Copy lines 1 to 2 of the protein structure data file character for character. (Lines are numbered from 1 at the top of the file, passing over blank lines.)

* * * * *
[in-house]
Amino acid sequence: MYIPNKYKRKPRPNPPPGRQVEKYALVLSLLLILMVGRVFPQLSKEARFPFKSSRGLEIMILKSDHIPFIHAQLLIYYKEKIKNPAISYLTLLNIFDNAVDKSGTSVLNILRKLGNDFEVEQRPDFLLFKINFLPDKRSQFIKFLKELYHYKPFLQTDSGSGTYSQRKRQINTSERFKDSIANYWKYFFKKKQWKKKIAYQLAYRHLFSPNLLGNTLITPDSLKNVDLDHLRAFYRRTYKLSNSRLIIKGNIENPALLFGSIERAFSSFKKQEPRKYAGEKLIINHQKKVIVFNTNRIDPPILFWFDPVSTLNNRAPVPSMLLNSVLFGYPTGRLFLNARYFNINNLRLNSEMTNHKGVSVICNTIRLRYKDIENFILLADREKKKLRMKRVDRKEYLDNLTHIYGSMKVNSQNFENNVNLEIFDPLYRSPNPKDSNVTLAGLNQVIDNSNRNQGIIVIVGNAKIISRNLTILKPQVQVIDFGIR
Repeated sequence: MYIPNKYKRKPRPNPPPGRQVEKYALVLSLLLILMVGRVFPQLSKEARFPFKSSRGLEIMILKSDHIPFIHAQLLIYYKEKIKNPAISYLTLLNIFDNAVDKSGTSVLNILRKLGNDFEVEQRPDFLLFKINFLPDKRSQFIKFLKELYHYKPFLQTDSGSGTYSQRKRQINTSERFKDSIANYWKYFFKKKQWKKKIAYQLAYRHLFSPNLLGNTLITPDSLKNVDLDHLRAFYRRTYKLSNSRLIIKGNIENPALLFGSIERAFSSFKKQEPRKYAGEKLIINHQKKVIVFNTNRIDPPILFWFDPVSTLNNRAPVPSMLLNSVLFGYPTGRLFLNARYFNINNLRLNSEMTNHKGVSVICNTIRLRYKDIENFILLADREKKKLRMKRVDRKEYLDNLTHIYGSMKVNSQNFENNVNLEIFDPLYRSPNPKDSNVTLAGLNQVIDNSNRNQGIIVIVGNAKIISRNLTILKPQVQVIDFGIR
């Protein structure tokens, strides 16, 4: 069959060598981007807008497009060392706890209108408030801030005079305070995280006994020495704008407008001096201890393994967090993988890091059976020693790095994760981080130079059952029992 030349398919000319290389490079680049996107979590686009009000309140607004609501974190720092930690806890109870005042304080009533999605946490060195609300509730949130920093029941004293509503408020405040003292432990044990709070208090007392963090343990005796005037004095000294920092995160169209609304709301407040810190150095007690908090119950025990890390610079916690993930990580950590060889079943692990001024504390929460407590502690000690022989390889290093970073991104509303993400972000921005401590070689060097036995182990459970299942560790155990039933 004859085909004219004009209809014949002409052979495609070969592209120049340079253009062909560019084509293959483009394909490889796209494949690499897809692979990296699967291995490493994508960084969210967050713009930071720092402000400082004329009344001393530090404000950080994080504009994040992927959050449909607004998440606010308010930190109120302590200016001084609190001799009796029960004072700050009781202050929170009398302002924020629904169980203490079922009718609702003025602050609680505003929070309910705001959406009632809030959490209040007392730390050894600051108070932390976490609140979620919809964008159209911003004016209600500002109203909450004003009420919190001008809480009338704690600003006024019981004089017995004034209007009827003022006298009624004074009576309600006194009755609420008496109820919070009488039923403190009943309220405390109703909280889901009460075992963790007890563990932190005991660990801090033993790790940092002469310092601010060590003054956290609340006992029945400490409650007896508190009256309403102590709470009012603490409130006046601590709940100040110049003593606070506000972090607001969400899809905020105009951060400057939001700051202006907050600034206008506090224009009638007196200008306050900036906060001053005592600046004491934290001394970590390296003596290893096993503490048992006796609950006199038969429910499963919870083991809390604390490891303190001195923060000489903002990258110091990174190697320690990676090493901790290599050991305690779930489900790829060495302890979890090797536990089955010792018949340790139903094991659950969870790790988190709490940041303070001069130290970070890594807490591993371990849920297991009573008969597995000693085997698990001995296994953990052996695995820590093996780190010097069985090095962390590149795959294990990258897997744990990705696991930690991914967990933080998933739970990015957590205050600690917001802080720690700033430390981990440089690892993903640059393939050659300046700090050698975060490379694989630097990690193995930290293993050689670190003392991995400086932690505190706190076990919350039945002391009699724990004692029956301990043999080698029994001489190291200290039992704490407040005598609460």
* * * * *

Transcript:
[in-house]
Amino acid sequence: MYIPNKYKRKPRPNPPPGRQVEKYALVLSLLLILMVGRVFPQLSKEARFPFKSSRGLEIMILKSDHIPFIHAQLLIYYKEKIKNPAISYLTLLNIFDNAVDKSGTSVLNILRKLGNDFEVEQRPDFLLFKINFLPDKRSQFIKFLKELYHYKPFLQTDSGSGTYSQRKRQINTSERFKDSIANYWKYFFKKKQWKKKIAYQLAYRHLFSPNLLGNTLITPDSLKNVDLDHLRAFYRRTYKLSNSRLIIKGNIENPALLFGSIERAFSSFKKQEPRKYAGEKLIINHQKKVIVFNTNRIDPPILFWFDPVSTLNNRAPVPSMLLNSVLFGYPTGRLFLNARYFNINNLRLNSEMTNHKGVSVICNTIRLRYKDIENFILLADREKKKLRMKRVDRKEYLDNLTHIYGSMKVNSQNFENNVNLEIFDPLYRSPNPKDSNVTLAGLNQVIDNSNRNQGIIVIVGNAKIISRNLTILKPQVQVIDFGIR